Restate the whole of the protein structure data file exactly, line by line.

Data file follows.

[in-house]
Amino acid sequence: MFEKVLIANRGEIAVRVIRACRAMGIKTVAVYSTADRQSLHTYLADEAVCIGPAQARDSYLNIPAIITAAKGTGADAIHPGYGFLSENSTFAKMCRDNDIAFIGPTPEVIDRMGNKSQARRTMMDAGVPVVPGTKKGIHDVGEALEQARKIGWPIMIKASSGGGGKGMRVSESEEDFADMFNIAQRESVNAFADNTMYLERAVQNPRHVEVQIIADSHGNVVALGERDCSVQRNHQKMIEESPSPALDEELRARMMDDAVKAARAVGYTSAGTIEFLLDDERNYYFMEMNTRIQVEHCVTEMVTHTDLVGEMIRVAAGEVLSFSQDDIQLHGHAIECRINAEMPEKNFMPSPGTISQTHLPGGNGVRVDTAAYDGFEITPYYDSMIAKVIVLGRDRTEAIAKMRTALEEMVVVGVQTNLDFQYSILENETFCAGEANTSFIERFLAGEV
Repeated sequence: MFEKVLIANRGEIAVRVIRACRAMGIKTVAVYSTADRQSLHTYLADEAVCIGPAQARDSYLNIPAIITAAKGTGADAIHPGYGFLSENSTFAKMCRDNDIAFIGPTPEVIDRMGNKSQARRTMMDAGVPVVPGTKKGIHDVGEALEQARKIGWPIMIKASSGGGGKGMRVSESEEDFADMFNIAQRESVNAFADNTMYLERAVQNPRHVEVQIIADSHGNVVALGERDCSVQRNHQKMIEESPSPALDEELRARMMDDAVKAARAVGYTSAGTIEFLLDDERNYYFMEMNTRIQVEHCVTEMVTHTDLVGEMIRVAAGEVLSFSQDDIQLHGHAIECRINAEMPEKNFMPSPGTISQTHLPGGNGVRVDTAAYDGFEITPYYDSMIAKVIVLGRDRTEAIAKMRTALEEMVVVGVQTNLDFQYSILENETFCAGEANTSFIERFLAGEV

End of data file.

[in-house]
Amino acid sequence: MFEKVLIANRGEIAVRVIRACRAMGIKTVAVYSTADRQSLHTYLADEAVCIGPAQARDSYLNIPAIITAAKGTGADAIHPGYGFLSENSTFAKMCRDNDIAFIGPTPEVIDRMGNKSQARRTMMDAGVPVVPGTKKGIHDVGEALEQARKIGWPIMIKASSGGGGKGMRVSESEEDFADMFNIAQRESVNAFADNTMYLERAVQNPRHVEVQIIADSHGNVVALGERDCSVQRNHQKMIEESPSPALDEELRARMMDDAVKAARAVGYTSAGTIEFLLDDERNYYFMEMNTRIQVEHCVTEMVTHTDLVGEMIRVAAGEVLSFSQDDIQLHGHAIECRINAEMPEKNFMPSPGTISQTHLPGGNGVRVDTAAYDGFEITPYYDSMIAKVIVLGRDRTEAIAKMRTALEEMVVVGVQTNLDFQYSILENETFCAGEANTSFIERFLAGEV
Repeated sequence: MFEKVLIANRGEIAVRVIRACRAMGIKTVAVYSTADRQSLHTYLADEAVCIGPAQARDSYLNIPAIITAAKGTGADAIHPGYGFLSENSTFAKMCRDNDIAFIGPTPEVIDRMGNKSQARRTMMDAGVPVVPGTKKGIHDVGEALEQARKIGWPIMIKASSGGGGKGMRVSESEEDFADMFNIAQRESVNAFADNTMYLERAVQNPRHVEVQIIADSHGNVVALGERDCSVQRNHQKMIEESPSPALDEELRARMMDDAVKAARAVGYTSAGTIEFLLDDERNYYFMEMNTRIQVEHCVTEMVTHTDLVGEMIRVAAGEVLSFSQDDIQLHGHAIECRINAEMPEKNFMPSPGTISQTHLPGGNGVRVDTAAYDGFEITPYYDSMIAKVIVLGRDRTEAIAKMRTALEEMVVVGVQTNLDFQYSILENETFCAGEANTSFIERFLAGEV